I’ve just been re-reading Peter Denning’s article “Computing is a Natural Science”. The basic thesis is that computation as broad concept goes way beyond digital computers and many aspects of science and life have a computational flavour; “Computing is the study of natural and artificial information processes“. As an article this is in some ways not so controversial as computational analogies have been used in cognitive science for almost as long as there have been computers (and before that analogies with steam engines) and readers of popular science magazines can’t have missed the physicists using parallels with information and computation in cosmology. However, Denning’s paper is to some extent a manifesto, or call to arms: “computing is not just a load of old transistor, but something to be proud of, the roots of understanding the universe”.
Particularly useful are the “principles framework for computing” that Denning has been constructing through a community discussion process. I mentioned these before when blogging about “what is computing? The article lists the top level categories and gives examples of how each of these can be found in areas that one would not generally think of as ‘computing’.
Computation (meaning and limits of computation)
Communication (reliable data transmission)
Coordination (cooperation among networked entities)
Recollection (storage and retrieval of information)
Automation (meaning and limits of automation)
Evaluation (performance prediction and capacity planning)
Design (building reliable software systems)
categories from “Great Principles of Computing“
Occasionally the mappings are stretched … I’m not convinced that natural fractals are about hierarchical aggregation … but they do paint a picture of ubiquitous parallels across the key areas of computation.
Denning is presenting a brief manifesto not a treatise, so examples of very different kinds tend to be presented together. There seem to be three main kinds:
- ubiquity of computational devices – from iPods to the internet, computation is part of day-to-day life
- ubiquity of computation as a tool – from physical simulations to mathematical proofs and eScience
- ubiquity of computation as an explanatory framework – modelling physical and biological systems as if they were performing a computational function
It is the last, computation as analogy or theoretical lens that seems most critical to the argument as the others are really about computers in the traditional sense and few would argue that computers (rather than computation) are everywhere.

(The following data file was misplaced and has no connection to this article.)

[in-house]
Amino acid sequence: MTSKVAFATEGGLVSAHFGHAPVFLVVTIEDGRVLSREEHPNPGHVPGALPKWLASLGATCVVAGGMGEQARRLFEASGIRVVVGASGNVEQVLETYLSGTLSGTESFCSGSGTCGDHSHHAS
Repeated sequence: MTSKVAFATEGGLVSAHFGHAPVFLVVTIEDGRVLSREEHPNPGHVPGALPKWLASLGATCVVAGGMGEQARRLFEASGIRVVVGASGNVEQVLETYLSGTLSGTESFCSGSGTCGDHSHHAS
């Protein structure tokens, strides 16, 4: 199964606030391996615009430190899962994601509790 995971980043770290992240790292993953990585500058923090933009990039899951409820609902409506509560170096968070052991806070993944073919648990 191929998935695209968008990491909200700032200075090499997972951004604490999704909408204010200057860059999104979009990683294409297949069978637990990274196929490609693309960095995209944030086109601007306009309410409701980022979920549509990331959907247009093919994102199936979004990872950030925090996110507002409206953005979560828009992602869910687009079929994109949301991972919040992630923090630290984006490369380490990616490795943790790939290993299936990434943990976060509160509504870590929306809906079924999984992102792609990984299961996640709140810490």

Rather like weak AI, one can look treat these analogies as simply that, rather like the fact that electrical flow in circuits can be compared with water flow in pipes. So we may feel that computation may be a good way to understand a phenomena, but with no intention of saying the phenomena is fundamentally computational.
However, some things are closer to a ‘strong’ view of computation as natural science. One example of this is the “socio-organisational Church-Turing hypothesis”, a term I often use in talks with its origins in a 1998 paper “Redefining Organisational Memory“. The idea is that organisations are, amongst other things, information processing systems, and therefore it is reasonable to expect to see structural similarities between phenomena in organizations and those in other information processing systems such as digital computers or our brains. Here computation is not simply an analogy or useful model, the similarity is because there is a deep rooted relationship – an organisation is not just like a computer, it is actually computational.
Apparently absent are examples of where the methods of algorithmics or software engineering are being applied in other domains; what has become known as ‘computational thinking‘. This maybe because there are two sides to computing:
- computing (as a natural science) understanding how computers (and similar things) behave – related to issues such as emergence, interaction and communication, limits of computability
- computing (as a design discipline) making computers (and similar things) behave as we want them to – related to issues such as hierarchical decomposition and separation of concerns
The first can be seen as about understanding complexity and the latter controlling it. Denning is principally addressing the former, whereas computational thinking is about the latter.
Denning’s thesis could be summarised as “computation is about more than computers”. However, that is perhaps obvious in that the early study of computation by Church and Turing was before the advent of digital computers; indeed Church was primarily addressing what could be computed by mathematicians not machines! Certainly I was left wondering what exactly was ubiquitous: computation, mathematics, cybernetics?
Denning notes how the pursuit of cybernetics as an all embracing science ran aground as it seemed to claim too much territory (although the practical application of control theory is still live and well) … and one wonders if the same could happen for Denning’s vision. Certainly embodied mind theorists would find more in common with cybernetics than much of computing and mathematicians are not going to give up the language of God too easily.
Given my interest in all three subjects, computation, mathematics, cybernetics, it prompts me to look for the distinctions, and overlaps, and maybe the way that they are all linked (perhaps all just part of mathematics ;-)). Furthermore as I am also interested in understanding the nature of computation I wonder whether looking at how natural things are ‘like’ computation may be not only an application of computational understanding, but more a lens or mirror that helps us see computation itself more clearly.